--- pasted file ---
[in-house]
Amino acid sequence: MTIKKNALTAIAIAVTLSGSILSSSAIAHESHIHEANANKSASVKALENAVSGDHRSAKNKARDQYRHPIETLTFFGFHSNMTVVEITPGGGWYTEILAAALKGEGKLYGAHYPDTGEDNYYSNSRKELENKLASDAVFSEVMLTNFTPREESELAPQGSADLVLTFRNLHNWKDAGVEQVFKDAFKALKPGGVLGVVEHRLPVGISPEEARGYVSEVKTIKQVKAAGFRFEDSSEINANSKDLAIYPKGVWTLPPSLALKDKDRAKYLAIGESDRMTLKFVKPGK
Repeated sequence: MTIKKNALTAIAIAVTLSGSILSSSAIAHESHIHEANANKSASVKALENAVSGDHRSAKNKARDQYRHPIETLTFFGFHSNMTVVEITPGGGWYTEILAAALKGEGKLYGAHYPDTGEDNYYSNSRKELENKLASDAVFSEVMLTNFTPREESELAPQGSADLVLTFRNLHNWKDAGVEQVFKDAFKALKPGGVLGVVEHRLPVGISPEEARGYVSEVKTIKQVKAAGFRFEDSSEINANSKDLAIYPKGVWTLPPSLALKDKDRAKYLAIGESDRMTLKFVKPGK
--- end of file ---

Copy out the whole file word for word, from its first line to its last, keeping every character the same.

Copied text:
[in-house]
Amino acid sequence: MTIKKNALTAIAIAVTLSGSILSSSAIAHESHIHEANANKSASVKALENAVSGDHRSAKNKARDQYRHPIETLTFFGFHSNMTVVEITPGGGWYTEILAAALKGEGKLYGAHYPDTGEDNYYSNSRKELENKLASDAVFSEVMLTNFTPREESELAPQGSADLVLTFRNLHNWKDAGVEQVFKDAFKALKPGGVLGVVEHRLPVGISPEEARGYVSEVKTIKQVKAAGFRFEDSSEINANSKDLAIYPKGVWTLPPSLALKDKDRAKYLAIGESDRMTLKFVKPGK
Repeated sequence: MTIKKNALTAIAIAVTLSGSILSSSAIAHESHIHEANANKSASVKALENAVSGDHRSAKNKARDQYRHPIETLTFFGFHSNMTVVEITPGGGWYTEILAAALKGEGKLYGAHYPDTGEDNYYSNSRKELENKLASDAVFSEVMLTNFTPREESELAPQGSADLVLTFRNLHNWKDAGVEQVFKDAFKALKPGGVLGVVEHRLPVGISPEEARGYVSEVKTIKQVKAAGFRFEDSSEINANSKDLAIYPKGVWTLPPSLALKDKDRAKYLAIGESDRMTLKFVKPGK